Ipswich top shot 'worried' about gun law changes
AS a world leader in her sport, Karla Blowers prefers to concentrate on her preparation and competition than getting involved in the current political debate over gun law changes.
However, she concedes it's a difficult time for shooters like her and colleagues at the Ipswich Pistol Club waiting to see how the Queensland Government interprets and enforces the 2017 National Firearm Agreement (NFA).
"We are constantly worried about what politicians are going to do to our sport,'' she said.
In her International Practical Shooting Confederation (IPSC) discipline, competitors can shoot in major events like the world titles she's heading to in France next month. But under the 2017 NFA proposal, only sporting shooters aligned to Olympic or Commonwealth Games bodies are said to be sanctioned in the future.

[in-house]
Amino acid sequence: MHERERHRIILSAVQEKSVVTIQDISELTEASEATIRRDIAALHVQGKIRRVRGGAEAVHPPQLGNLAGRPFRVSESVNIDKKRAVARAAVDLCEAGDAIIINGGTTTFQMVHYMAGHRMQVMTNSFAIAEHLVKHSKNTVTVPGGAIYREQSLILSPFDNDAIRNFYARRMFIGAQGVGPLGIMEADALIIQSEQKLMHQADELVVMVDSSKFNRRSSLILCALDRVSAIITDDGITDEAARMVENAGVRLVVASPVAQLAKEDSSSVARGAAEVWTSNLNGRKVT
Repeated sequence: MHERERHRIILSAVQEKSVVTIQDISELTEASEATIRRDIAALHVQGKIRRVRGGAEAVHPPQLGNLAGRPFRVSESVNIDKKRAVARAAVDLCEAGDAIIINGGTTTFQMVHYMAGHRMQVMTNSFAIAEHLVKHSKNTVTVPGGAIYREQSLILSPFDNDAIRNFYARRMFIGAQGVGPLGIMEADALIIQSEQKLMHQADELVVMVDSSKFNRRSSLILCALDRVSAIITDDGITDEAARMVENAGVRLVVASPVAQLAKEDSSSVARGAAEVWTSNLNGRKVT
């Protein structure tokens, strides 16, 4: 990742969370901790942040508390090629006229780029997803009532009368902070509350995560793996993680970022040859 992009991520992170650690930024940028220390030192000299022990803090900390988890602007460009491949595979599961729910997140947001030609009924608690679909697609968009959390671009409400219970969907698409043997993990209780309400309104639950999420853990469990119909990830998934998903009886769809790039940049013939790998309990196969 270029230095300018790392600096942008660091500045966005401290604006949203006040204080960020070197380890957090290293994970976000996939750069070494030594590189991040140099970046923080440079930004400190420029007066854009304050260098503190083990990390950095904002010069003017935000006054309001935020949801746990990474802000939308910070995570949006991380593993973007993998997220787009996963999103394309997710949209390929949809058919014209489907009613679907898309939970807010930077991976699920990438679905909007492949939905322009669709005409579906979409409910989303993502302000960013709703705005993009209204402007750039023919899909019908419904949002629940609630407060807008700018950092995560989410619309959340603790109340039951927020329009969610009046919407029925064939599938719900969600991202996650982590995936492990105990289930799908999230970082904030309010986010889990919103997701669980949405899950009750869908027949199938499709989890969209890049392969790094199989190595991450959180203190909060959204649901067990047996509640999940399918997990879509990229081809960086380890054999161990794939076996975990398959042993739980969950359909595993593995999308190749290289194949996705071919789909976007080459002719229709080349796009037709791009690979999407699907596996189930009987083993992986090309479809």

"Gun laws are aimed at law-abiding citizens not criminals,'' she said, hoping to continue her challenging and rewarding sport when NFA changes are implemented.
The defending world champion said sporting shooters were taught to be safe and follow strict rules.
The IPSC was established "to promote, maintain, improve and advance the sport of IPSC shooting, to safeguard its principles and to regulate its conduct worldwide in order to cultivate the safe, recreational use of firearms by persons of good character.''
That's the sporting challenge shooters like Blowers enjoy most.
The Ipswich Pistol Club at Karrabin has more than 120 members, who enjoy regular competition under the International Practical Shooting Confederation guidelines.
As for the option of changing to an Olympic or Commonwealth Games event, Blowers was happy with her decision to remain with the IPSC.
"It is very, very different,'' she said. "Those disciplines are mainly based on accuracy.
"Different targets, completely different guns, different stance . . . it's like racing go-karts as opposed to V8 Supercars.
"I could transfer if I wanted to but I love what I'm doing.''
And when world title success is achieved, there's little doubt why it provides such a sense of accomplishment.
"Five days of shooting over a six-day match, if you have a bad day you've got to leave it behind and move on,'' she said.
"It's a gruelling match but all worth it in the end.''